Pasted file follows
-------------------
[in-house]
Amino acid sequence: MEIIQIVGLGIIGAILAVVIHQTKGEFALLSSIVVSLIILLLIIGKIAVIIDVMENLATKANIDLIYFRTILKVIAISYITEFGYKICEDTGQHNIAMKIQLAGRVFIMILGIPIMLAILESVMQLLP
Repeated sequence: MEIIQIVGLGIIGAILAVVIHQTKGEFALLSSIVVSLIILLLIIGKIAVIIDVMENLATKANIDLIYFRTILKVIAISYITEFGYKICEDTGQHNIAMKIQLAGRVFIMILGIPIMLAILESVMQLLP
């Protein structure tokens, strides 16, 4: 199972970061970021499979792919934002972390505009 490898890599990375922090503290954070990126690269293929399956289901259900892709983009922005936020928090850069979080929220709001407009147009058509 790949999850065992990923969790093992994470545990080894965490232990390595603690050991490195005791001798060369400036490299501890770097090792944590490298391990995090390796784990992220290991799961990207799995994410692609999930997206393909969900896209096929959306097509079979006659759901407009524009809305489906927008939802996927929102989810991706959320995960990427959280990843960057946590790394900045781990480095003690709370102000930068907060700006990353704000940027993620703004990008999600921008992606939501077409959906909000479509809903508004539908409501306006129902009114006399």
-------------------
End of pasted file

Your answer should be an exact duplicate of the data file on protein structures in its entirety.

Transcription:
[in-house]
Amino acid sequence: MEIIQIVGLGIIGAILAVVIHQTKGEFALLSSIVVSLIILLLIIGKIAVIIDVMENLATKANIDLIYFRTILKVIAISYITEFGYKICEDTGQHNIAMKIQLAGRVFIMILGIPIMLAILESVMQLLP
Repeated sequence: MEIIQIVGLGIIGAILAVVIHQTKGEFALLSSIVVSLIILLLIIGKIAVIIDVMENLATKANIDLIYFRTILKVIAISYITEFGYKICEDTGQHNIAMKIQLAGRVFIMILGIPIMLAILESVMQLLP
């Protein structure tokens, strides 16, 4: 199972970061970021499979792919934002972390505009 490898890599990375922090503290954070990126690269293929399956289901259900892709983009922005936020928090850069979080929220709001407009147009058509 790949999850065992990923969790093992994470545990080894965490232990390595603690050991490195005791001798060369400036490299501890770097090792944590490298391990995090390796784990992220290991799961990207799995994410692609999930997206393909969900896209096929959306097509079979006659759901407009524009809305489906927008939802996927929102989810991706959320995960990427959280990843960057946590790394900045781990480095003690709370102000930068907060700006990353704000940027993620703004990008999600921008992606939501077409959906909000479509809903508004539908409501306006129902009114006399």